WELLINGTON, New Zealand (AP) — A New Zealand judge has upheld an earlier ruling that flamboyant internet entrepreneur Kim Dotcom and three of his colleagues can be extradited to the U.S. to face criminal charges.
The decision Monday comes five years after U.S. authorities shut down Dotcom's file-sharing website Megaupload and filed charges of conspiracy, racketeering and money laundering against the men.
U.S. prosecutors say the site raked in at least $175 million, mainly from people using it to illegally download songs, television shows and movies.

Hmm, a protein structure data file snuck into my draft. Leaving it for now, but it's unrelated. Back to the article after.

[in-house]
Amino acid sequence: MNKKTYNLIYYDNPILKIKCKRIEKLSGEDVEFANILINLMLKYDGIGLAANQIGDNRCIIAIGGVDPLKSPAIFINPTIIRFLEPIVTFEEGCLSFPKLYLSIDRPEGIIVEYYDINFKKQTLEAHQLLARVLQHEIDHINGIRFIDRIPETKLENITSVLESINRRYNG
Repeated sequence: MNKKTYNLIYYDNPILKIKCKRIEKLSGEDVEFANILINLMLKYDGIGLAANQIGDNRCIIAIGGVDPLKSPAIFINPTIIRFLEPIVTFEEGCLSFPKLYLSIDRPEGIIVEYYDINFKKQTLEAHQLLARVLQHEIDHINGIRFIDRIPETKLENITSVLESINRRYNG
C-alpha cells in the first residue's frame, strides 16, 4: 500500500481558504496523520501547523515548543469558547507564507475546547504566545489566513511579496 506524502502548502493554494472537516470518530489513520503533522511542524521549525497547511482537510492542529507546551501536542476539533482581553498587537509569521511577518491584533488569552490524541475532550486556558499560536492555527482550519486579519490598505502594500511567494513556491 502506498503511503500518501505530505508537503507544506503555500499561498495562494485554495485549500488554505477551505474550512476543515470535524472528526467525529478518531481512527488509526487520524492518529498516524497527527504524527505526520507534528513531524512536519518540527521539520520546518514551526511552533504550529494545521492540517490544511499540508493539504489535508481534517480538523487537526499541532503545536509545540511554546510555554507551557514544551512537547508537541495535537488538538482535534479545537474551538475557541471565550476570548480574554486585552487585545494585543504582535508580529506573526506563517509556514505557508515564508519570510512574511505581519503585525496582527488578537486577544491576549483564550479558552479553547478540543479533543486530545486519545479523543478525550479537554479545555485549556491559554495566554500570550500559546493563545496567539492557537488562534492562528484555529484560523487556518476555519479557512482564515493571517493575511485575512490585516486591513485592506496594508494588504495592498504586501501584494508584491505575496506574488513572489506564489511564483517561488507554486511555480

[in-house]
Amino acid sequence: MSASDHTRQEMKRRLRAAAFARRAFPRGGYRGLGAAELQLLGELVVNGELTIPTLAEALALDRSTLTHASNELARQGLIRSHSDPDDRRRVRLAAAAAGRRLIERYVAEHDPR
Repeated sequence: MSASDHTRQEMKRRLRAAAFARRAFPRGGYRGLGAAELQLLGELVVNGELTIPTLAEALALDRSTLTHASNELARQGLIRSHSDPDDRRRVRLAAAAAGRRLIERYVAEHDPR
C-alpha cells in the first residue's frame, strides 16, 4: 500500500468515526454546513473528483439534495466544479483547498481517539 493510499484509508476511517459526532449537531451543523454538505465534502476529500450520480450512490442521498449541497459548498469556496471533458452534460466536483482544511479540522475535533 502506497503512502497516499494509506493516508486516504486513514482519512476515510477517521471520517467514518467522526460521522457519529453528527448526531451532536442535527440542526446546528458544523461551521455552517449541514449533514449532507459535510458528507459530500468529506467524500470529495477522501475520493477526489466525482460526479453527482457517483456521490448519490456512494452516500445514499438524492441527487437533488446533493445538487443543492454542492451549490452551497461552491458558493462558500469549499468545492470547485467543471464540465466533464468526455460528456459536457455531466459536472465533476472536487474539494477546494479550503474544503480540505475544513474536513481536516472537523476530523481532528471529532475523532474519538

The New Zealand district court ruled in 2015 that Dotcom and the others were eligible for extradition.
High Court judge Justice Murray Gilbert found the district court made mistakes in its ruling but those didn't alter the big picture.
Dotcom tweeted Monday: "We won but we lost anyway."